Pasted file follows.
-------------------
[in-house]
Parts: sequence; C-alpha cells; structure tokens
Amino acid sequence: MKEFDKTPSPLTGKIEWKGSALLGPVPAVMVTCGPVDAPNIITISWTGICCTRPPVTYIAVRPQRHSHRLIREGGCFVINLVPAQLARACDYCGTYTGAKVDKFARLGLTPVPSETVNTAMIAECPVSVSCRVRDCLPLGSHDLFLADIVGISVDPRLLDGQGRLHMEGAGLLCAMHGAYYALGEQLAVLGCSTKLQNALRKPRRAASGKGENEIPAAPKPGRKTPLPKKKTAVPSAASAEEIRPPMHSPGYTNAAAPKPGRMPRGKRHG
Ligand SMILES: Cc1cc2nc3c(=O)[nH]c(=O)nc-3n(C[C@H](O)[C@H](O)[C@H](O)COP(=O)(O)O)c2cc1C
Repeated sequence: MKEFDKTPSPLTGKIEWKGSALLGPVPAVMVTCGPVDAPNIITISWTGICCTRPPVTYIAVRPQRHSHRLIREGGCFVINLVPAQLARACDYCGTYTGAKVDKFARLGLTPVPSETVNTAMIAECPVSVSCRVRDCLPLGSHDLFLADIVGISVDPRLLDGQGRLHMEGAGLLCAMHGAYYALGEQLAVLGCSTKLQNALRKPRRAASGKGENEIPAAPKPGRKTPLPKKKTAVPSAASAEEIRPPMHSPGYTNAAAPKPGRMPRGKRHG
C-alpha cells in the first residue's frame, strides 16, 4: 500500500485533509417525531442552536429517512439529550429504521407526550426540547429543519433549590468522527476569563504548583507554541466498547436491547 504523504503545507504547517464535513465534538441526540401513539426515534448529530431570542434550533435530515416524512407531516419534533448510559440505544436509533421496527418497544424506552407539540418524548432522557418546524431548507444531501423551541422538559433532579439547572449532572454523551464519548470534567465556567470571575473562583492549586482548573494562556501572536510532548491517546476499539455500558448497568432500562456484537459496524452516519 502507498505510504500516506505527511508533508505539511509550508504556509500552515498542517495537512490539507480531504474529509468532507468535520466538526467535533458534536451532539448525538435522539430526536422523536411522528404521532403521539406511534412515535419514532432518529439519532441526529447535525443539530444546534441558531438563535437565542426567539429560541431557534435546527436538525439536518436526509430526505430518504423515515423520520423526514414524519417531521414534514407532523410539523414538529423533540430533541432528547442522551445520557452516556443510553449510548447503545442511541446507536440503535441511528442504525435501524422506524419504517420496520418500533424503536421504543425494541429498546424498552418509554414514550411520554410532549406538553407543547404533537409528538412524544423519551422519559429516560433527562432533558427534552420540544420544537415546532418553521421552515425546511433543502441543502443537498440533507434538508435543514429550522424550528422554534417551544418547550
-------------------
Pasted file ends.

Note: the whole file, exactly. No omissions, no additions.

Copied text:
[in-house]
Parts: sequence; C-alpha cells; structure tokens
Amino acid sequence: MKEFDKTPSPLTGKIEWKGSALLGPVPAVMVTCGPVDAPNIITISWTGICCTRPPVTYIAVRPQRHSHRLIREGGCFVINLVPAQLARACDYCGTYTGAKVDKFARLGLTPVPSETVNTAMIAECPVSVSCRVRDCLPLGSHDLFLADIVGISVDPRLLDGQGRLHMEGAGLLCAMHGAYYALGEQLAVLGCSTKLQNALRKPRRAASGKGENEIPAAPKPGRKTPLPKKKTAVPSAASAEEIRPPMHSPGYTNAAAPKPGRMPRGKRHG
Ligand SMILES: Cc1cc2nc3c(=O)[nH]c(=O)nc-3n(C[C@H](O)[C@H](O)[C@H](O)COP(=O)(O)O)c2cc1C
Repeated sequence: MKEFDKTPSPLTGKIEWKGSALLGPVPAVMVTCGPVDAPNIITISWTGICCTRPPVTYIAVRPQRHSHRLIREGGCFVINLVPAQLARACDYCGTYTGAKVDKFARLGLTPVPSETVNTAMIAECPVSVSCRVRDCLPLGSHDLFLADIVGISVDPRLLDGQGRLHMEGAGLLCAMHGAYYALGEQLAVLGCSTKLQNALRKPRRAASGKGENEIPAAPKPGRKTPLPKKKTAVPSAASAEEIRPPMHSPGYTNAAAPKPGRMPRGKRHG
C-alpha cells in the first residue's frame, strides 16, 4: 500500500485533509417525531442552536429517512439529550429504521407526550426540547429543519433549590468522527476569563504548583507554541466498547436491547 504523504503545507504547517464535513465534538441526540401513539426515534448529530431570542434550533435530515416524512407531516419534533448510559440505544436509533421496527418497544424506552407539540418524548432522557418546524431548507444531501423551541422538559433532579439547572449532572454523551464519548470534567465556567470571575473562583492549586482548573494562556501572536510532548491517546476499539455500558448497568432500562456484537459496524452516519 502507498505510504500516506505527511508533508505539511509550508504556509500552515498542517495537512490539507480531504474529509468532507468535520466538526467535533458534536451532539448525538435522539430526536422523536411522528404521532403521539406511534412515535419514532432518529439519532441526529447535525443539530444546534441558531438563535437565542426567539429560541431557534435546527436538525439536518436526509430526505430518504423515515423520520423526514414524519417531521414534514407532523410539523414538529423533540430533541432528547442522551445520557452516556443510553449510548447503545442511541446507536440503535441511528442504525435501524422506524419504517420496520418500533424503536421504543425494541429498546424498552418509554414514550411520554410532549406538553407543547404533537409528538412524544423519551422519559429516560433527562432533558427534552420540544420544537415546532418553521421552515425546511433543502441543502443537498440533507434538508435543514429550522424550528422554534417551544418547550